Mindfulness for youth workers. What’s it all about?
by Eleni Michail
Get ready for an “out of the comfort zone” article
Youth work is interwoven with experiential learning. Similar to the activities we offer to learners, this article might bring you out of the comfort zone. It might include information or practices that you have never encountered before and thus surprise you, or awaken emotions inside of you. I advise you to stay with these emotions. Just like how Jalaluddin Rumi writes in his poem “The guest house”: “Be grateful for whoever comes, because each has been sent as a guide from beyond.” So yes, stay with what will arise, hold it and observe it, and be curious and learn from it. This is actually mindfulness in practice. In the end, it might be that “Out of the comfort zone is where the magic happens” (a phrase which crops up in memes all over the place) or it might not.
A perspective and an invitation
In any case, please know that what I am offering here is just a perspective and an invitation. It is definitely not the absolute truth carved in stone, but it is shared with love and with the intention to inspire you and support you in your daily life as a youth worker. Take from it whatever you feel will serve you as a human being and as a professional. Thank you in advance for investing your time in this little corner of the Coyote magazine.
Let’s dive into the topic by introducing a definition of mindfulness that has much agreement.
Mindfulness is the skill of being in the present moment.
Let’s pause here for a second and let this sink into us. In fact, let’s read this phrase once more.
…Mindfulness is the skill of being in the present moment...
In my humble opinion, the word “being” from the above sentence is a key word for youth workers. In a youth work sector which is sometimes or (many times) filled with “doing”, “to do” lists, dead-lines and plan-ning, we might forget how to be, how to pause and observe and “plant” ourselves again in the world.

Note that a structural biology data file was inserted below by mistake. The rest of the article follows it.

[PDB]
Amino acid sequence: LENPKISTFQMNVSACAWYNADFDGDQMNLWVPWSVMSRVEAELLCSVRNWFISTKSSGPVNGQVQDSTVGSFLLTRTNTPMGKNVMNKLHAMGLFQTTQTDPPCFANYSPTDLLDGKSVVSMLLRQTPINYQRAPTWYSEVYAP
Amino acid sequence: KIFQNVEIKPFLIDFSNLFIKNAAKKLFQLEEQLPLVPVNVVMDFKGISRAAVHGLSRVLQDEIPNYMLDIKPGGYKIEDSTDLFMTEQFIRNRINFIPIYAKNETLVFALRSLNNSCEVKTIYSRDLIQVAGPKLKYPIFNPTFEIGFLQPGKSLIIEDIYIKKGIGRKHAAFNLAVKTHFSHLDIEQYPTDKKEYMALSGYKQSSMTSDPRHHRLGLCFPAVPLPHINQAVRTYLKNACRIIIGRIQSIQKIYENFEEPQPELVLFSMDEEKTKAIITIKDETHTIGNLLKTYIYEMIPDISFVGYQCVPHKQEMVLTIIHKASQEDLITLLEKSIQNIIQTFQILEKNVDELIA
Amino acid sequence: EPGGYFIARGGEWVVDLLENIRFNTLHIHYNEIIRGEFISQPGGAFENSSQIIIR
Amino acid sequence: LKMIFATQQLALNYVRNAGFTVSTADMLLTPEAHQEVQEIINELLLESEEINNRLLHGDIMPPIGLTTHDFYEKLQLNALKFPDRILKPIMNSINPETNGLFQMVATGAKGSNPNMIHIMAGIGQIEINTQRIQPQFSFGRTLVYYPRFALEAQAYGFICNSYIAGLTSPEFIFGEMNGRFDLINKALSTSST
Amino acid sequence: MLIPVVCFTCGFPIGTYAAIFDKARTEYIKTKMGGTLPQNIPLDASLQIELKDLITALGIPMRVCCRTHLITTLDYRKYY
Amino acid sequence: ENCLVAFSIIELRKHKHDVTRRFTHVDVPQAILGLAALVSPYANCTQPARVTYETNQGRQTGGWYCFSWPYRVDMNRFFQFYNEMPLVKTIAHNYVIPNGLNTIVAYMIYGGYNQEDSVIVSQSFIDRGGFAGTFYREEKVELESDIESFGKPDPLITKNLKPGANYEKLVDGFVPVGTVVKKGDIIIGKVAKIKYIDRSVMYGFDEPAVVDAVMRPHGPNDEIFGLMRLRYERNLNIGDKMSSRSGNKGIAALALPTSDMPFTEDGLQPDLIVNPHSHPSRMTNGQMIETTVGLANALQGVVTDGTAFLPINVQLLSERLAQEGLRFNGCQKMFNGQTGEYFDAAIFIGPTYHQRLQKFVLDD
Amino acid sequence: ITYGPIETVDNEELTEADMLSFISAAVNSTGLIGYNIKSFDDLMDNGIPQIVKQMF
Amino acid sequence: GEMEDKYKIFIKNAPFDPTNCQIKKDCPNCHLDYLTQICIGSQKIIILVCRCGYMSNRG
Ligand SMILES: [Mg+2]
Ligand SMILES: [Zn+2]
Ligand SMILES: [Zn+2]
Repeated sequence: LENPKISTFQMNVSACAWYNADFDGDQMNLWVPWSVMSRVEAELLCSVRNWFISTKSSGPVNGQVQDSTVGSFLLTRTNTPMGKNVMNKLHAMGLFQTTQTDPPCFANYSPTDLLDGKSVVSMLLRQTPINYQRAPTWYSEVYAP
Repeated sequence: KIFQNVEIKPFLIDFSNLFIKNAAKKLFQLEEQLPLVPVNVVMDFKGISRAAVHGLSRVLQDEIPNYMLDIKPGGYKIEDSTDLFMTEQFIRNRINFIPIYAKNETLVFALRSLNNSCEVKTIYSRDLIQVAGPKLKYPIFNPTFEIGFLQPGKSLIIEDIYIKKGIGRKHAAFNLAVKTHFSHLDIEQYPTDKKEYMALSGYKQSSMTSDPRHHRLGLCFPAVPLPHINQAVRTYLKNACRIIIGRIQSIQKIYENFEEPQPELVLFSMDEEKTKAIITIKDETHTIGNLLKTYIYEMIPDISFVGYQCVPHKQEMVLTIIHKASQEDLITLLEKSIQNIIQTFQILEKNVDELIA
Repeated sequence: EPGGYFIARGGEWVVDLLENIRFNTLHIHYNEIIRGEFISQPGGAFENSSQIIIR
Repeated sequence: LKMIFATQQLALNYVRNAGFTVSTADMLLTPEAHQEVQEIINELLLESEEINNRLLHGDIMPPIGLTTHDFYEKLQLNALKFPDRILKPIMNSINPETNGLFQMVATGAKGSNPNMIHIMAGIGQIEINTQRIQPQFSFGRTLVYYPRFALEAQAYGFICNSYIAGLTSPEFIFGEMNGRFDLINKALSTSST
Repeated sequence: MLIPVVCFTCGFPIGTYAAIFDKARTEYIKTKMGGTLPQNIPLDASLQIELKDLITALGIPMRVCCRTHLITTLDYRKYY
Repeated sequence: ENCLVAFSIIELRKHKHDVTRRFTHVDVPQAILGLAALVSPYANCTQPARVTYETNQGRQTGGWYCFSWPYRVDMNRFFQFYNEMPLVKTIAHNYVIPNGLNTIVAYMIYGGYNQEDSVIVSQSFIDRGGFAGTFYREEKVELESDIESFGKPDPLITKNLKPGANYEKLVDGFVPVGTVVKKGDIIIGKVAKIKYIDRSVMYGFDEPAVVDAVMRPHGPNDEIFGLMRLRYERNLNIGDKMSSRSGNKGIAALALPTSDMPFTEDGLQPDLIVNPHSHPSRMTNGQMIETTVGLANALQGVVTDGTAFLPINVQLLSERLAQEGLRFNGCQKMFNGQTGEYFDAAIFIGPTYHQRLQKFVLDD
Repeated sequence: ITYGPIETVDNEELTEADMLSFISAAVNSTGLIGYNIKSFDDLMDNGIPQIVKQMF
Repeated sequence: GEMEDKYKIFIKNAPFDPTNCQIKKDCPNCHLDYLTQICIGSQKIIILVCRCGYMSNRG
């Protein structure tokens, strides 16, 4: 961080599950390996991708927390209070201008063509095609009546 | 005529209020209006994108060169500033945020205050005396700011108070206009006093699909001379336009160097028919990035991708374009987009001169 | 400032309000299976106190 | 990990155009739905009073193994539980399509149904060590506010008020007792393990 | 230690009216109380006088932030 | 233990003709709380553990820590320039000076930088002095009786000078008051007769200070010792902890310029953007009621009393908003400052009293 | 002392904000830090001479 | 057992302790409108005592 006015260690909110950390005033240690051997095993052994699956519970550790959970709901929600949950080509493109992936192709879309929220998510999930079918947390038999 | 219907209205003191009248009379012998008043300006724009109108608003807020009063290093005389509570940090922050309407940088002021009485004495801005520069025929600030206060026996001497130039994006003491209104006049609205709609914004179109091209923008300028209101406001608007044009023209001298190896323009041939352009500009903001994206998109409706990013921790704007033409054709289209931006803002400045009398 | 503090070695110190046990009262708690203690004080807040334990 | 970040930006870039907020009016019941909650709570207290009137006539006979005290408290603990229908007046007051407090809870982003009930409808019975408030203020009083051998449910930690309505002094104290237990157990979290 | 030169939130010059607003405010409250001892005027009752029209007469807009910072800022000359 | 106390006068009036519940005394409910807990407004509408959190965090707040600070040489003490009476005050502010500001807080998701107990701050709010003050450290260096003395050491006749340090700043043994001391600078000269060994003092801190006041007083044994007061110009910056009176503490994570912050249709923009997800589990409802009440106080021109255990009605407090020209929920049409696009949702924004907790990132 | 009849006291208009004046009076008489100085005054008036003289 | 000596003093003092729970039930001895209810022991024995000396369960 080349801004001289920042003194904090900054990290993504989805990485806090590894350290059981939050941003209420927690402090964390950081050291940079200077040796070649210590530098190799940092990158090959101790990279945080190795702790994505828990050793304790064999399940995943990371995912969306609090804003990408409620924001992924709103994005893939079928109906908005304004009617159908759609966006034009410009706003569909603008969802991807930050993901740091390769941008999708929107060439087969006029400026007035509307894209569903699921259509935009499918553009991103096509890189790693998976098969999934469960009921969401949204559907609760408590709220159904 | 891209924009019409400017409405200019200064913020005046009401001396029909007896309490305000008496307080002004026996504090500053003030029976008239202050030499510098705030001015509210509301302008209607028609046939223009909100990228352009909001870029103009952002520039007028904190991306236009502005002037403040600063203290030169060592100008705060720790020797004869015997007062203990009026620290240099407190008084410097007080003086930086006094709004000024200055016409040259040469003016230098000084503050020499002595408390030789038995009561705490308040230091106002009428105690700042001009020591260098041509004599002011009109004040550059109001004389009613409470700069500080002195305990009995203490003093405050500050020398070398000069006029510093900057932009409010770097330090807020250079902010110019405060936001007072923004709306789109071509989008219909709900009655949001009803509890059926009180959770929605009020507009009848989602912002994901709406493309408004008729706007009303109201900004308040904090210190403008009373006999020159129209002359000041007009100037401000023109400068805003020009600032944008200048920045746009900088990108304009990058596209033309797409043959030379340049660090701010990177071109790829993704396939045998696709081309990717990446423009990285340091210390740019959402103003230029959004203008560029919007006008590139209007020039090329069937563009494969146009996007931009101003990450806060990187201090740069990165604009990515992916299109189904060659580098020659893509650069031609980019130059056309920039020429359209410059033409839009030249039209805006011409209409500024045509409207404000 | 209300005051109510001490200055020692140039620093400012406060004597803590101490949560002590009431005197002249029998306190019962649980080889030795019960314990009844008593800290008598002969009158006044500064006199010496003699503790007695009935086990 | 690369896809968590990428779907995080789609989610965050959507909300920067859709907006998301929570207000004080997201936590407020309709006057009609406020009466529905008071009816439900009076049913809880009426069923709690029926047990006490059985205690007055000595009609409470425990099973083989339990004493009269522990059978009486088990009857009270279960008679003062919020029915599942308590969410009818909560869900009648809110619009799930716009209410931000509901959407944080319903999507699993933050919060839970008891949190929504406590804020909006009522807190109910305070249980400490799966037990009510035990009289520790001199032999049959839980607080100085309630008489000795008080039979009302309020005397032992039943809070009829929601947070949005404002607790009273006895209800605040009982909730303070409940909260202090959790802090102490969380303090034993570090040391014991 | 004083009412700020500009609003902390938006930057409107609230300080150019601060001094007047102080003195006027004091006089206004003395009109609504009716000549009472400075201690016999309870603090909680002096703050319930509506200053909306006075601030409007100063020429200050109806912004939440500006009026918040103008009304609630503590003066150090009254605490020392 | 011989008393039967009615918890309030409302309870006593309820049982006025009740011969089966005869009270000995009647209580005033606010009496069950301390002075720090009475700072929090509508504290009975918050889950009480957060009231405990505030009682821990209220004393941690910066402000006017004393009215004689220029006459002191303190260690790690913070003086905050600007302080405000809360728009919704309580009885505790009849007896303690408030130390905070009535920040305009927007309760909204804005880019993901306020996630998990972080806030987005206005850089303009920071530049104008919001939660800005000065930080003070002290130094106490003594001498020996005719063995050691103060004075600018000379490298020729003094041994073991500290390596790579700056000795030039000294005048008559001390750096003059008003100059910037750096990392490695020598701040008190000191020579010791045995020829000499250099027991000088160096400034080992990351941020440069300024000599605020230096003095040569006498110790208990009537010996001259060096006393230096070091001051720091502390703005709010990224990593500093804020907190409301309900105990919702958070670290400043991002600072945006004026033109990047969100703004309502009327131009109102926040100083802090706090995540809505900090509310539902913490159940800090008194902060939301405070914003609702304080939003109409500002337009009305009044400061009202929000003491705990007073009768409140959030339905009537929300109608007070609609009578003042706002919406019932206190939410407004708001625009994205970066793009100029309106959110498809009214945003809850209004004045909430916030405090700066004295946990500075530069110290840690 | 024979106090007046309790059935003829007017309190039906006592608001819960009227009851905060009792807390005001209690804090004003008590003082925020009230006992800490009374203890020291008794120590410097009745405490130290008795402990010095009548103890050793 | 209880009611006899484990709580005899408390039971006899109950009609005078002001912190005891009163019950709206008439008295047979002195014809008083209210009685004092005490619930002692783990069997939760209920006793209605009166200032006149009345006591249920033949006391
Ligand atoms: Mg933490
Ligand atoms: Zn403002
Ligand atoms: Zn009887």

Mindfulness is about being open to the now and living fully the current experiences. The opposite of mindfulness is the wandering mind, the situation in which our mind disconnects from the body and embarks on its own journey without any awareness of this journey. It is very common to have a wandering mind. In his study of 2010, Matt Killingsworth found that “on average, respondents reported that their minds were wandering 46.9 percent of time”. If we agree on this, one could say that we are absent from almost half of our life.
Yet no! Here we are, thinking how to really live all our life through mindfulness!
There are numerous definitions of mindfulness (you can read many of them here https://positivepsychology.com/what-is-mindfulness/) but I would break the definition down into these three elements. Mindfulness is about:
I consider the above as the three integral elements of mindfulness. One cannot constitute mindfulness on its own, they are all interconnected.
The first element (being aware of what is happening inside of oneself) really invites us to pay attention to all the dimensions of ourselves (physical, emotional, mental, spiritual).
The second element (being aware of what is happening around oneself) supports us to get out of our inner world and see our connection with the surroundings. In a way, it asks us to understand how we interact with the people around us, the society, the nature, the earth, the mystery.
And the last element (Oh, I love this last piece!) reminds us to assess what is happening inside and outside without criticising or self-blaming but with acting in maturity and responsibility. It is about endorsing both the yin (receptive) and the yang (active) principles: on one hand accepting what is the case and at the same time it is about taking the responsibility of it. This dimension confronts us with questions such as “Now that I am aware of what is happening, what is the best way to respond to it, with my words, my actions and my approach?”
In the mindfulness classes that I offer, I usually ask the participants which dimension is the hardest for them. Which one is the most challenging for you? That one, is the one that you need to work on the most.